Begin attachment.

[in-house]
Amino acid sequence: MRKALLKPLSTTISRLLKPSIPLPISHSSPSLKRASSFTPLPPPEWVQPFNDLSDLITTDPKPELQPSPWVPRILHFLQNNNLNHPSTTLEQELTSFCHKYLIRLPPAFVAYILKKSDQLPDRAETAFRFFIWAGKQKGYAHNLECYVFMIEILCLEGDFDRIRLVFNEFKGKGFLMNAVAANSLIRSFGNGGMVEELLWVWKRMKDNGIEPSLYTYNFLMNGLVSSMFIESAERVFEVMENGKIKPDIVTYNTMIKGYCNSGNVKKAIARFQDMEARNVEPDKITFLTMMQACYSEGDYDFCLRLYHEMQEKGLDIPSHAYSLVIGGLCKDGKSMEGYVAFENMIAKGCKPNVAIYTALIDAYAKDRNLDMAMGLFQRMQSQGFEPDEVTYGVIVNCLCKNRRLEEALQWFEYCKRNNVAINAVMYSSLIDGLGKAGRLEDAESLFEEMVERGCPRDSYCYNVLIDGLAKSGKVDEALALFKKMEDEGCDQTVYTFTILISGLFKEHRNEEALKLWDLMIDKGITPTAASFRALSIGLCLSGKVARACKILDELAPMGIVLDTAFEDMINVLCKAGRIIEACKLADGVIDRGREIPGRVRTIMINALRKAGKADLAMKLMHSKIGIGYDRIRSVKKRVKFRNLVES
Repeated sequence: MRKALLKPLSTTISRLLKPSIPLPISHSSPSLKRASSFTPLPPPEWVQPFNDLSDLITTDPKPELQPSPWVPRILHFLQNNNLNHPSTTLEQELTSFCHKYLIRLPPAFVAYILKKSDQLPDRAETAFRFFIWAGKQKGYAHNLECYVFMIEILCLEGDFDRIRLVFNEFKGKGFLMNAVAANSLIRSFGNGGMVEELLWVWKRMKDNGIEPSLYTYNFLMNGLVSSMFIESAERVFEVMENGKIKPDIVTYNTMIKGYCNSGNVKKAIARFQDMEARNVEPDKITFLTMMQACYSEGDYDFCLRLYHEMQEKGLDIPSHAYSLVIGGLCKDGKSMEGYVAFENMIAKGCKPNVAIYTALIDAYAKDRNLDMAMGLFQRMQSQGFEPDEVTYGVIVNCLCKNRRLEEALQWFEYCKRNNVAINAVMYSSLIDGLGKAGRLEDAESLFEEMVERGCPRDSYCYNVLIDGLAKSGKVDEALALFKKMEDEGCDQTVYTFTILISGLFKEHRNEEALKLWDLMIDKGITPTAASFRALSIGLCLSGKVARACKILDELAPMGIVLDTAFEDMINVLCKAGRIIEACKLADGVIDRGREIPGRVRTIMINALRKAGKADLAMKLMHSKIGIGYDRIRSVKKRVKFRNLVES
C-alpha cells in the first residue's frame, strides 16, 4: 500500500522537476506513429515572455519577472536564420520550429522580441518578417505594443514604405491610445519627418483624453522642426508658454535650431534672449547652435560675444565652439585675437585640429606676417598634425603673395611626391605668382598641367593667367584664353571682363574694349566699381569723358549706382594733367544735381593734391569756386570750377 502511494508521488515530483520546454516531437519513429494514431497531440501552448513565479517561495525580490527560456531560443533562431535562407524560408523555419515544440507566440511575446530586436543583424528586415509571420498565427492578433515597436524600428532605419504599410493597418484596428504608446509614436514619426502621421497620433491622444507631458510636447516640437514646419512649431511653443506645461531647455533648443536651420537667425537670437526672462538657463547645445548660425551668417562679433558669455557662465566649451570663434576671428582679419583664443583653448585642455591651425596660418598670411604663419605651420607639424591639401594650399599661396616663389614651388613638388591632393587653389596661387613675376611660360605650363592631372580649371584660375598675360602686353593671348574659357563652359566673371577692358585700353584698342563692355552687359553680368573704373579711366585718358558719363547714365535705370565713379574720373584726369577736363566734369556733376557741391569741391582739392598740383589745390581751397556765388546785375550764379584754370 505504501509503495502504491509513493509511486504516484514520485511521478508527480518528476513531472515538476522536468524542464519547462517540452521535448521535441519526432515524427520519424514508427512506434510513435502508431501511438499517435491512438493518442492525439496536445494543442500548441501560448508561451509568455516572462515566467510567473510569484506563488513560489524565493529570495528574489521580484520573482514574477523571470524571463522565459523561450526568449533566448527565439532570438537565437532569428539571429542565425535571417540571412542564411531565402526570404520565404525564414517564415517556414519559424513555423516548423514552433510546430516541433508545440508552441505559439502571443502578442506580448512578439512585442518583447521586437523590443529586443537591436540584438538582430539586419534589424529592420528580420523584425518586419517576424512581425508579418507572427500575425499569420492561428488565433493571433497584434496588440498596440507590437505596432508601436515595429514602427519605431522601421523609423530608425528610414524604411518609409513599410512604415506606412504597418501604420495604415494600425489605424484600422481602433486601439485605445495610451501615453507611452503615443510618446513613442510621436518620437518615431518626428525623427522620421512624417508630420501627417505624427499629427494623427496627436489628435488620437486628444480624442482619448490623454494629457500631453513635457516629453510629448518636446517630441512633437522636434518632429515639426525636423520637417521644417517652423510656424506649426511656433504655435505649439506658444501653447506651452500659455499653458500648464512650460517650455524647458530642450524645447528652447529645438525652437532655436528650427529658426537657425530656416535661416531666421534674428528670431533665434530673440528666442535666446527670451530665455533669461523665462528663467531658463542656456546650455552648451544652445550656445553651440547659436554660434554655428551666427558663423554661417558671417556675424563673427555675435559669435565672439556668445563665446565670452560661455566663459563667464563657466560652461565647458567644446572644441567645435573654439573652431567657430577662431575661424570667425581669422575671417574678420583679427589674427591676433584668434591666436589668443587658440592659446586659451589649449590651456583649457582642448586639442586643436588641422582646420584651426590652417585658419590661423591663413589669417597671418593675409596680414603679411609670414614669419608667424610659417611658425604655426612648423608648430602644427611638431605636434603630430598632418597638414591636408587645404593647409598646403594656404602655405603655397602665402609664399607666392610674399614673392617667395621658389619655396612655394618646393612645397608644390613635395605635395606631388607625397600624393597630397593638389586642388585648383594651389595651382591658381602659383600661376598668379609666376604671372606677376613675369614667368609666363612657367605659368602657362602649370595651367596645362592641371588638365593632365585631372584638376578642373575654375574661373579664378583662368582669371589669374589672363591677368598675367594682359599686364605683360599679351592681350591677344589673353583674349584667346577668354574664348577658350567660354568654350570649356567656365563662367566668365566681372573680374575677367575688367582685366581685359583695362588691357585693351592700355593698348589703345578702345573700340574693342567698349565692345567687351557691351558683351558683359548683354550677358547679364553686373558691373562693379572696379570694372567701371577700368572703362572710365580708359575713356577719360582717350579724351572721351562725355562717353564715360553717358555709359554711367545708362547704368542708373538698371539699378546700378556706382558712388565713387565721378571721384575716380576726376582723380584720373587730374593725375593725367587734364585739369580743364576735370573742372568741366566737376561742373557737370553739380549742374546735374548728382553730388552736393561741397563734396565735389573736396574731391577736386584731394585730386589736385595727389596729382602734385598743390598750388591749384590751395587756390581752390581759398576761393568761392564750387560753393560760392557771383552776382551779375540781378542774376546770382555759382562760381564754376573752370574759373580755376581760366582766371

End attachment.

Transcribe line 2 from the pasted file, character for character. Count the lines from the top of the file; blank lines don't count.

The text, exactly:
Amino acid sequence: MRKALLKPLSTTISRLLKPSIPLPISHSSPSLKRASSFTPLPPPEWVQPFNDLSDLITTDPKPELQPSPWVPRILHFLQNNNLNHPSTTLEQELTSFCHKYLIRLPPAFVAYILKKSDQLPDRAETAFRFFIWAGKQKGYAHNLECYVFMIEILCLEGDFDRIRLVFNEFKGKGFLMNAVAANSLIRSFGNGGMVEELLWVWKRMKDNGIEPSLYTYNFLMNGLVSSMFIESAERVFEVMENGKIKPDIVTYNTMIKGYCNSGNVKKAIARFQDMEARNVEPDKITFLTMMQACYSEGDYDFCLRLYHEMQEKGLDIPSHAYSLVIGGLCKDGKSMEGYVAFENMIAKGCKPNVAIYTALIDAYAKDRNLDMAMGLFQRMQSQGFEPDEVTYGVIVNCLCKNRRLEEALQWFEYCKRNNVAINAVMYSSLIDGLGKAGRLEDAESLFEEMVERGCPRDSYCYNVLIDGLAKSGKVDEALALFKKMEDEGCDQTVYTFTILISGLFKEHRNEEALKLWDLMIDKGITPTAASFRALSIGLCLSGKVARACKILDELAPMGIVLDTAFEDMINVLCKAGRIIEACKLADGVIDRGREIPGRVRTIMINALRKAGKADLAMKLMHSKIGIGYDRIRSVKKRVKFRNLVES